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“Thou shall not lie”: Why Karma is the Worst Song Released this Year

Monty+Siwa+following+in+JoJo+Siwa%E2%80%99s+footsteps.
Elisandra Hampton
Monty Siwa following in JoJo Siwa’s footsteps.

Imagine you’re stranded on an island. Trapped with no way back to civilization, you desperately gather wood to construct a raft. After hours of grueling labor, you hear music coming from the ocean. At first, you believe you’re hallucinating from exhaustion. Suddenly, you feel a surge of terror as a shark’s head pops out of the water. However, it’s not a shark — it’s JoJo Siwa. 

Siwa, decked out in jagged eye makeup and a black bodysuit, leads her army of backup dancers as they crawl onto the beach like insects. As she aggressively dances off-beat to the chorus of her new single and violently gyrates onto her lover, you shrivel into a ball of confusion, desperately wishing to be returned to the safety of your couch.

This scenario depicts the bewilderment, shock, and second-hand embarrassment felt by casual music listeners while watching Karma, JoJo Siwa’s newest music video. Karma attempts to shed Siwa’s youthful image and represent her transition into adulthood. However, the cheesy lyrics, uninspired song production, exaggerated dancing, and try-hard visuals make Karma the most unintentionally hilarious song released this year.

Before the release of Karma, JoJo Siwa was known as a youth icon. Her vibrant music videos were full of sparkles, balloons, and colorful bows. Siwa’s releases, such as Boomerang and Kid In A Candy Store, featured innocent themes like ignoring haters and looking at the bright side of life. In 2021, she came out as queer, and her social media content slowly became less child-focused. Releasing Karma was the final nail in the coffin for her PG image. 

Although Siwa intended to shock fans with Karma’s sexuality and vulgarity, the song’s lyrics are tame and half-hearted. The song’s chorus contains the line “Karma’s a b—h.” The impact of the chorus is immediately nullified by the following line: “I would’ve never effed around,” which avoids using cuss words for no reason. Other lyrics in Karma are funny when compared to her previous childlike image. The song starts with the lyric “I was a bad girl, I did some bad things,” which seems inauthentic considering her love of glitter and rainbows. Siwa later says: “I was a wild child, you always knew it.” This drastically contrasts with the fact that her face is inescapable in every kids’ toy aisle.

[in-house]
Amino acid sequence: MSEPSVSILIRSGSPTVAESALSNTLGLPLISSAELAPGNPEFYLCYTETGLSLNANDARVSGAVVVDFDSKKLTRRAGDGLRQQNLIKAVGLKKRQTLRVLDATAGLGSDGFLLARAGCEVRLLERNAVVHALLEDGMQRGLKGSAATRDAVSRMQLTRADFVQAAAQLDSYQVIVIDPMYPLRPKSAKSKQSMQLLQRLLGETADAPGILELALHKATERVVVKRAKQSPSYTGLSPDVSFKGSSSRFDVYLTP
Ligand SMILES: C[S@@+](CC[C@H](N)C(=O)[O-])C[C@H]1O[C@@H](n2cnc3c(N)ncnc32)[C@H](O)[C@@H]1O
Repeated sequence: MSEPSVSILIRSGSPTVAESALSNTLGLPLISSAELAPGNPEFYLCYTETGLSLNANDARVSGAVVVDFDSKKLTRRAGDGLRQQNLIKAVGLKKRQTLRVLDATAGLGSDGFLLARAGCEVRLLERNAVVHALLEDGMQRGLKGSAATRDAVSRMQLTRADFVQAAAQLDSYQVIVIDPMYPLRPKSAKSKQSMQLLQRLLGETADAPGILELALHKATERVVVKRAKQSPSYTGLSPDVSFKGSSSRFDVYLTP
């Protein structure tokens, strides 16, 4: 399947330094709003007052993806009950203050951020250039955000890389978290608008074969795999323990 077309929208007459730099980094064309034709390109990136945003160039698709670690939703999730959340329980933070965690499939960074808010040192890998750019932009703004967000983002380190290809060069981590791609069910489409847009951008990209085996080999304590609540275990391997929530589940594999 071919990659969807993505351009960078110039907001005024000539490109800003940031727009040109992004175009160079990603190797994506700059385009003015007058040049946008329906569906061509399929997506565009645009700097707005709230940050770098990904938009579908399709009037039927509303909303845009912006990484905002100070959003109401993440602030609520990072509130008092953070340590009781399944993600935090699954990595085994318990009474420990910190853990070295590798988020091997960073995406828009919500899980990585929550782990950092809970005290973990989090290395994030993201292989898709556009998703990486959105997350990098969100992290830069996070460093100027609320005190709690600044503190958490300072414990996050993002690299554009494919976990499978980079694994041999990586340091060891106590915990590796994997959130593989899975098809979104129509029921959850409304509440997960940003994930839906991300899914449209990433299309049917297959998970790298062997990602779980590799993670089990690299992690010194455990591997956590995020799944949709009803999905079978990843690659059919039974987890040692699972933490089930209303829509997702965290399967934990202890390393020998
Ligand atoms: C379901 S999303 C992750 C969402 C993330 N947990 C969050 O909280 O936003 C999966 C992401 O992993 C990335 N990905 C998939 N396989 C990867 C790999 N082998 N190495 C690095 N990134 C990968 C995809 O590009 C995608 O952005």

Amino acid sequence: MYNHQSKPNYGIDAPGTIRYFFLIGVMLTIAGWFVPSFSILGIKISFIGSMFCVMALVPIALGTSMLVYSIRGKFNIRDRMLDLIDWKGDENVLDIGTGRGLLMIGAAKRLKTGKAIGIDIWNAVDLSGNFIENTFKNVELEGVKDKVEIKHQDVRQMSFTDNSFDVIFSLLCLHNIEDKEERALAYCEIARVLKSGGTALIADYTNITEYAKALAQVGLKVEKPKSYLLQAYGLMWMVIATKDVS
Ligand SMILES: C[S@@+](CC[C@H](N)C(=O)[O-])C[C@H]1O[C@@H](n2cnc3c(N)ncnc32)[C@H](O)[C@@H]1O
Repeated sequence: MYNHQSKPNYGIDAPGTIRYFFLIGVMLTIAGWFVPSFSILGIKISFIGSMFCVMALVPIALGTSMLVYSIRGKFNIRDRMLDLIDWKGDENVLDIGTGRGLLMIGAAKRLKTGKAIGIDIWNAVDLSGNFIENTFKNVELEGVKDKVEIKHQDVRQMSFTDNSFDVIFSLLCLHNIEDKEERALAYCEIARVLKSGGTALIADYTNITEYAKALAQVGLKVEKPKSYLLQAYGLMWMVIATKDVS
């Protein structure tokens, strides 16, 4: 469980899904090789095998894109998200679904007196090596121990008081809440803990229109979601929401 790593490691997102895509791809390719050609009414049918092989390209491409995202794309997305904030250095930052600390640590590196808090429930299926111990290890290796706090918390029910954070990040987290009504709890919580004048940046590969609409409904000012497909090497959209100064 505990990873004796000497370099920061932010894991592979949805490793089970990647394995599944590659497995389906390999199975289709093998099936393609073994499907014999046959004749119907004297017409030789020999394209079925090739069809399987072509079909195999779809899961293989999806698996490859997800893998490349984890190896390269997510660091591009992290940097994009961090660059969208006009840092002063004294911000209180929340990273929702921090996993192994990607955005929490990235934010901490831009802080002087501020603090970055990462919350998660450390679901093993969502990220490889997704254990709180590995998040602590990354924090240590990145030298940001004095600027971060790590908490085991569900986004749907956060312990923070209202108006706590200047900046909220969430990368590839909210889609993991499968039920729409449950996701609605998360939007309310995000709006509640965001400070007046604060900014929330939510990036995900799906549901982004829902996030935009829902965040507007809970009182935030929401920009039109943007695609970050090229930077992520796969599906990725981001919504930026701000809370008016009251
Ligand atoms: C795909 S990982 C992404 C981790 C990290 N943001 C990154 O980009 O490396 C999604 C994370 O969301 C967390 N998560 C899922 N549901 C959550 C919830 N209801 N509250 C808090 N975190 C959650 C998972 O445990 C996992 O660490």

On the other hand, the music video of Karma fails because of its audacity. Throughout the video, Siwa repeatedly hip thrusts on several women. Although the music video attempts to showcase her sexuality as a queer woman, the visuals are passionless and unintentionally silly, as Siwa appears at risk of breaking her pelvis several times.

The choreography is similarly excessive. In the song’s chorus, Siwa cartwheels off-beat, flails her arms around, and attempts several crotch grabs. Siwa’s overdancing attracted much online ridicule. As for the instrumental, Karma sounds dated and generic. The song is reminiscent of early 2010s electronic music. The track was first produced in 2011 before undergoing a series of rejections by several pop artists, including Miley Cyrus and Brit Smith.

Watching Karma by JoJo Siwa is like staring at the sun during a solar eclipse. It’s bad for your eyes and will undoubtedly lead to negative health consequences, but the urge to look is irresistible. The song’s lyrics, instrumental, and music video may be subpar, but it’s unsurprising that Karma became an internet spectacle.

Nonetheless, Siwa’s abrupt concept change may hide a darker truth. In a Rolling Stone article, Siwa’s backup dancer Leigha Sanderson claimed that JoJo Siwa created a hostile work environment and repeatedly criticized the members of her dance group. Allegedly, Siwa forced her to dance under extreme physical stress. Sanderson has spina bifida, a condition that causes spine tumors, and got surgery around that time. 

Siwa’s lawyer disputed these claims, but some have speculated that her release of Karma was a distraction from the incident. Although the truth of the situation is unknown, it’s doubtful that JoJo Siwa can escape the brewing storm. The internet has long ridiculed her shift from her Kidz Bop image, and it’s only a matter of time before they shift their attention to her controversies. As Siwa said herself: “Karma’s a b—h and I should’ve known better.”

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About the Contributor
Elisandra Hampton
Elisandra Hampton, Copy Editor, Formatting Editor
My name is Elisandra Hampton and I am the Copy Editor and Formatting Editor of The Monarch Times for the 2023-24 school year. I joined The Monarch Times last year and I am dedicated to writing quality articles. I was born in Hayward, raised in Hayward, and plan to die in Hayward. My hobbies include drawing, reading, and spending hours on Instagram Reels. I hope I can continue creating informative content this year.  
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